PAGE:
I am currently reviewing the quantile function for discrete random variables but I am a bit confused.

We use the following definition of the quantile function: $$ \tilde{x}_p = \min\{x \in \mathbb{R}\mid F(x) \geq p\} $$ where $$ F(x)=\operatorname{Pr}(X \leq x) $$

Why is it required to have $F(x) \geq p$ if $F(x)$ only gives the probability of $\{X \leq x\}$?
The $\text{greater than}$ relation confuses me.

Because the Distribution function gives me the probability that my discrete random variable $X$ has a value less or equal to some value $x$.

So I would assume that the quantile function has to give a $x$ for a given percentage $p$ which is less or equal than $p$.
But the definition says that the $x$ has to be the smallest value so that $F(x)$ is greater than or equals $p$?

Does it have something to do with the random variable being $discrete$?
If yes could someone elaborate that?

I read different textbooks but even those have different definitions of the quantile.


1 Answer 1


Consider the random variable $X$, which we define to be constant $0$. It has the distribution $$ F(x) = \begin{cases} 0 & \text{if } x\leq 0 \\ 1 & \text{else} \end{cases}$$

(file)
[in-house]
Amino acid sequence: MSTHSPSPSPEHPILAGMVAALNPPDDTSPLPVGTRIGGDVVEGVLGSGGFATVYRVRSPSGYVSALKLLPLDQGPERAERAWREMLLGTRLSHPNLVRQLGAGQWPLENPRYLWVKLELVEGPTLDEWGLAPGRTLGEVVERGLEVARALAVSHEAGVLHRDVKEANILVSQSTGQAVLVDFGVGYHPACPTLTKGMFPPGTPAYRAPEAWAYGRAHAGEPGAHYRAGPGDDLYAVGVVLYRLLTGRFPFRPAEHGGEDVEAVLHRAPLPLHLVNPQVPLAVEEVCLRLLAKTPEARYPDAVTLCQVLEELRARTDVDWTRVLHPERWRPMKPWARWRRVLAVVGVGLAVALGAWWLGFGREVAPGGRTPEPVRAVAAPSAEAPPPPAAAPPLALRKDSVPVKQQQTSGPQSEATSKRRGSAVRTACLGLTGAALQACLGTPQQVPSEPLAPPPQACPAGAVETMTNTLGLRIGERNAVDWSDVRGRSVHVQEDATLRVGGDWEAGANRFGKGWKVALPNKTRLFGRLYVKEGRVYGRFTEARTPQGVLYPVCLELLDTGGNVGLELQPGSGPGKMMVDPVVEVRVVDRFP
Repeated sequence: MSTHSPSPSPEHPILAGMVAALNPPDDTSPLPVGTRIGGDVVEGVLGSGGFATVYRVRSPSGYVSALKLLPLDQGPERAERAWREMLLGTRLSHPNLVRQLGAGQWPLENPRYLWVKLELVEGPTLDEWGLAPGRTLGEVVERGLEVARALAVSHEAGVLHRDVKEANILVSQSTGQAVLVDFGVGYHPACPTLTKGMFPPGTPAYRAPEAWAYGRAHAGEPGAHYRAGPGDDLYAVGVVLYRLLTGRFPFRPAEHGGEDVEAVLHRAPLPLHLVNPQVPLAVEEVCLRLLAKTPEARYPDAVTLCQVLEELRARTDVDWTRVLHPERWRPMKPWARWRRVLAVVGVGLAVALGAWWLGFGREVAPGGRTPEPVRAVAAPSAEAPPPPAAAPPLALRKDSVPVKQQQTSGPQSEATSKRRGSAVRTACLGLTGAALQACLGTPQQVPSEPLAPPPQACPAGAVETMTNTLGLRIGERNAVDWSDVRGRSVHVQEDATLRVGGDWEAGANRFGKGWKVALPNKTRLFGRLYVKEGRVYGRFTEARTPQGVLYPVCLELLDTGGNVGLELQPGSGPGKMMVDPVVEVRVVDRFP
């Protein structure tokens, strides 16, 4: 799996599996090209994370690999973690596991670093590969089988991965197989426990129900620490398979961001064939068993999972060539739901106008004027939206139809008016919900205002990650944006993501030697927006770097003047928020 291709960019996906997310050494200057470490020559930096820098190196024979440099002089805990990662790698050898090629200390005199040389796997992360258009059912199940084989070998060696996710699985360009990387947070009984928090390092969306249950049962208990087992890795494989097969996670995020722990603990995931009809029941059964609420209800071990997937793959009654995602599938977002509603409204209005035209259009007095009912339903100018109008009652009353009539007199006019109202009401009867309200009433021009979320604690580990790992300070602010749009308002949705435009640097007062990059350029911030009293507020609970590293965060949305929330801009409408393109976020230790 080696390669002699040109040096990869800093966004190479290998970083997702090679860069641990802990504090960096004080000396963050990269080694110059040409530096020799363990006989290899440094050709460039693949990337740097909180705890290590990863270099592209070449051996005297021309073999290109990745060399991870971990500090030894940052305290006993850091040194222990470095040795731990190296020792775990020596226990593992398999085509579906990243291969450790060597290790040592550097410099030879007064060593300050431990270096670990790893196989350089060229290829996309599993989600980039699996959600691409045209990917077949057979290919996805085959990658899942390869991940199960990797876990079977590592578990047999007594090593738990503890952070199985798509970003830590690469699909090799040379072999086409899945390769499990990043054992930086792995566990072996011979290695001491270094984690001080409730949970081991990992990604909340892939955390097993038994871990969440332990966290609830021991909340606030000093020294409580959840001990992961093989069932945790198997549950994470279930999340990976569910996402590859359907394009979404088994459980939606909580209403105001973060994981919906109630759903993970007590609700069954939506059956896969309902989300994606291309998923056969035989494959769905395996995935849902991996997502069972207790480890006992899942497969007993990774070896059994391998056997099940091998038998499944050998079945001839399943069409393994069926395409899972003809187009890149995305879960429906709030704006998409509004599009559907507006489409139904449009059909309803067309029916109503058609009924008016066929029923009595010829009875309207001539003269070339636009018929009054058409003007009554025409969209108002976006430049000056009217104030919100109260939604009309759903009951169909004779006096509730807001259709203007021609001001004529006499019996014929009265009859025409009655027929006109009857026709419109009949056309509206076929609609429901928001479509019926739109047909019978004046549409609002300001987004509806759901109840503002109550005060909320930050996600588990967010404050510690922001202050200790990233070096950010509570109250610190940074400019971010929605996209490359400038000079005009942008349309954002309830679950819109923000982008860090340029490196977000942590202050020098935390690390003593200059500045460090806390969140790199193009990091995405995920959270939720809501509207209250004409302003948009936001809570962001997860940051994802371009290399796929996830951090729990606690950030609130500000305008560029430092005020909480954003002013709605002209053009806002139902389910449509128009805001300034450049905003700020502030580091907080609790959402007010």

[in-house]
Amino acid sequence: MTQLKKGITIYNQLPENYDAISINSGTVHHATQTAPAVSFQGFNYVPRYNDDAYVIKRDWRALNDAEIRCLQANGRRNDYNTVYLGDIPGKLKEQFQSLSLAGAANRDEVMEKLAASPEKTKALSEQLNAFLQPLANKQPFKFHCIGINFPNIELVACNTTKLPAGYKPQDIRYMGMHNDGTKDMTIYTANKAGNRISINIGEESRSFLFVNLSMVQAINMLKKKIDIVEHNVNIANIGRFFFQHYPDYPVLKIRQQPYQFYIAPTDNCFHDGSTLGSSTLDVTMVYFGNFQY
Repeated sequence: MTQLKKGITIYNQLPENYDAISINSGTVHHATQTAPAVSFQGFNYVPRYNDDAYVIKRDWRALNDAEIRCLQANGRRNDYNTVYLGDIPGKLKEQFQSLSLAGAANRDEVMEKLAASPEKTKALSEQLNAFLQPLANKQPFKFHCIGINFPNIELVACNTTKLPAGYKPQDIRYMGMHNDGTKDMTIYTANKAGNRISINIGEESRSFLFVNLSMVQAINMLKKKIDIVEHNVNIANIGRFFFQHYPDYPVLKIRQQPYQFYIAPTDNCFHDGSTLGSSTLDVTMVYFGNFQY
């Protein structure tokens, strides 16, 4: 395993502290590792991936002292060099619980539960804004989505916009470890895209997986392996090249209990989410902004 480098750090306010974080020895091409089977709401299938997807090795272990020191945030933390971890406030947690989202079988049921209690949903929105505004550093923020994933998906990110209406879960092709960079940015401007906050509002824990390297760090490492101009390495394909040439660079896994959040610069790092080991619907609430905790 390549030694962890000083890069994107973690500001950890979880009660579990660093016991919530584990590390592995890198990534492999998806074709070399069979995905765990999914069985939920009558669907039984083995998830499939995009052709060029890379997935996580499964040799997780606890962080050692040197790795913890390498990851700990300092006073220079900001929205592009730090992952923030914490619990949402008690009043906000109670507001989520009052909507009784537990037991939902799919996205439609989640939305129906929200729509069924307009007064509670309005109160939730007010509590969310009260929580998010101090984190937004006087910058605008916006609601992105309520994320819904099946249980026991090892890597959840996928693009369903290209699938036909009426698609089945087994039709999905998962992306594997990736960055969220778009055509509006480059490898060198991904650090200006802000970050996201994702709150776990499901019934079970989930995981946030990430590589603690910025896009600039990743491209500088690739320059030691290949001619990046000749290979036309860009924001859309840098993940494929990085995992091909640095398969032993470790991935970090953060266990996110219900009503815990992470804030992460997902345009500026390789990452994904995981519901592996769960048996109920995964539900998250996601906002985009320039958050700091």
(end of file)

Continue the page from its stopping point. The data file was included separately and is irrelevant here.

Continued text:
Define the quantile function $$F^{-1}(\alpha) = \inf \{ x\in\mathbb{R} \,: F(x) \geq \alpha \}$$

Consider the median of $X$. It is supposed to be $F^{-1}(1/2)$. We know by intuition that it should be $0$, since that is the only value that $X$ will ever take.

Now compare these sets and their infimums \begin{align} S_0 &= \{x\,: F(x) = 1/2 \} = \emptyset &&\inf S_0 = -\infty \\ S_1 &= \{x\,: F(x)\geq 1/2\} = [0,\infty) && \inf S_1 = 0 \end{align}

So if you only allow equality, and not the greater-than-or-equal relation, you get the wrong result.

This fact stems from the discontinouities in the distribution function $F(x)$ and the convention that it is right-continous. If the distribution function was left-continous, we could do some other variant of the quantile function as well.

  • 2
    $\begingroup$ The $F(x)$ that you have defined in your first displayed equation is not a right-continuous function, and for your $F(x)$, it is not true that $S_1 = \{x\colon F(x) \geq \frac 12\}$ is $[0, \infty)$; it is $(0,\infty)$ since your $F(0) $ equals $0$. $\endgroup$ Mar 10 at 2:11

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